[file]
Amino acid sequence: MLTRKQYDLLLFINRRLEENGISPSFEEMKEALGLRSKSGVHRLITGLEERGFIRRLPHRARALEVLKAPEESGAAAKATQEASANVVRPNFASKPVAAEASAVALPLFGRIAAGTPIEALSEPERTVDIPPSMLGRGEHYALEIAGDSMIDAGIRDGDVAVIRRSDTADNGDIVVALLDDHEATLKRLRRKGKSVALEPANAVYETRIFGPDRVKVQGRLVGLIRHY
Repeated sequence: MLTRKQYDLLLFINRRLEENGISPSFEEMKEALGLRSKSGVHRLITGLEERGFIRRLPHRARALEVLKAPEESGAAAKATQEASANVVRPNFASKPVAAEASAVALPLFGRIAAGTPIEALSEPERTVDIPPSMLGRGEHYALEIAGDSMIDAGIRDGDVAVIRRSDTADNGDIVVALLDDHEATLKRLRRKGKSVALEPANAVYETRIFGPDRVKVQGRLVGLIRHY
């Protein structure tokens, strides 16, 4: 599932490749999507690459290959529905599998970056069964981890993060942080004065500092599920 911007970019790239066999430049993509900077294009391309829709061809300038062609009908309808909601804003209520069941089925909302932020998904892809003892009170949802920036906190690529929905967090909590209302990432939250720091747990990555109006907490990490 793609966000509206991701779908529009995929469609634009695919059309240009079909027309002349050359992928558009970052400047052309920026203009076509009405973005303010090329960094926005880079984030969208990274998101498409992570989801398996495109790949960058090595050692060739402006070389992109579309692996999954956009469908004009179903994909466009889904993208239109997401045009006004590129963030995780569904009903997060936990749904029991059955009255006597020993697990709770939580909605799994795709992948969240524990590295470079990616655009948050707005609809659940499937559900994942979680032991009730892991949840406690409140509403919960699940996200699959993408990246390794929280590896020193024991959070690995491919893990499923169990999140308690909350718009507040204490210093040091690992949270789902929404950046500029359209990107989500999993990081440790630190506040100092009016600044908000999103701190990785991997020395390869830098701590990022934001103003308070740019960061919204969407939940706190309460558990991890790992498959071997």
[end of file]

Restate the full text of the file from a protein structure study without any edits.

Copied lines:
Amino acid sequence: MLTRKQYDLLLFINRRLEENGISPSFEEMKEALGLRSKSGVHRLITGLEERGFIRRLPHRARALEVLKAPEESGAAAKATQEASANVVRPNFASKPVAAEASAVALPLFGRIAAGTPIEALSEPERTVDIPPSMLGRGEHYALEIAGDSMIDAGIRDGDVAVIRRSDTADNGDIVVALLDDHEATLKRLRRKGKSVALEPANAVYETRIFGPDRVKVQGRLVGLIRHY
Repeated sequence: MLTRKQYDLLLFINRRLEENGISPSFEEMKEALGLRSKSGVHRLITGLEERGFIRRLPHRARALEVLKAPEESGAAAKATQEASANVVRPNFASKPVAAEASAVALPLFGRIAAGTPIEALSEPERTVDIPPSMLGRGEHYALEIAGDSMIDAGIRDGDVAVIRRSDTADNGDIVVALLDDHEATLKRLRRKGKSVALEPANAVYETRIFGPDRVKVQGRLVGLIRHY
């Protein structure tokens, strides 16, 4: 599932490749999507690459290959529905599998970056069964981890993060942080004065500092599920 911007970019790239066999430049993509900077294009391309829709061809300038062609009908309808909601804003209520069941089925909302932020998904892809003892009170949802920036906190690529929905967090909590209302990432939250720091747990990555109006907490990490 793609966000509206991701779908529009995929469609634009695919059309240009079909027309002349050359992928558009970052400047052309920026203009076509009405973005303010090329960094926005880079984030969208990274998101498409992570989801398996495109790949960058090595050692060739402006070389992109579309692996999954956009469908004009179903994909466009889904993208239109997401045009006004590129963030995780569904009903997060936990749904029991059955009255006597020993697990709770939580909605799994795709992948969240524990590295470079990616655009948050707005609809659940499937559900994942979680032991009730892991949840406690409140509403919960699940996200699959993408990246390794929280590896020193024991959070690995491919893990499923169990999140308690909350718009507040204490210093040091690992949270789902929404950046500029359209990107989500999993990081440790630190506040100092009016600044908000999103701190990785991997020395390869830098701590990022934001103003308070740019960061919204969407939940706190309460558990991890790992498959071997």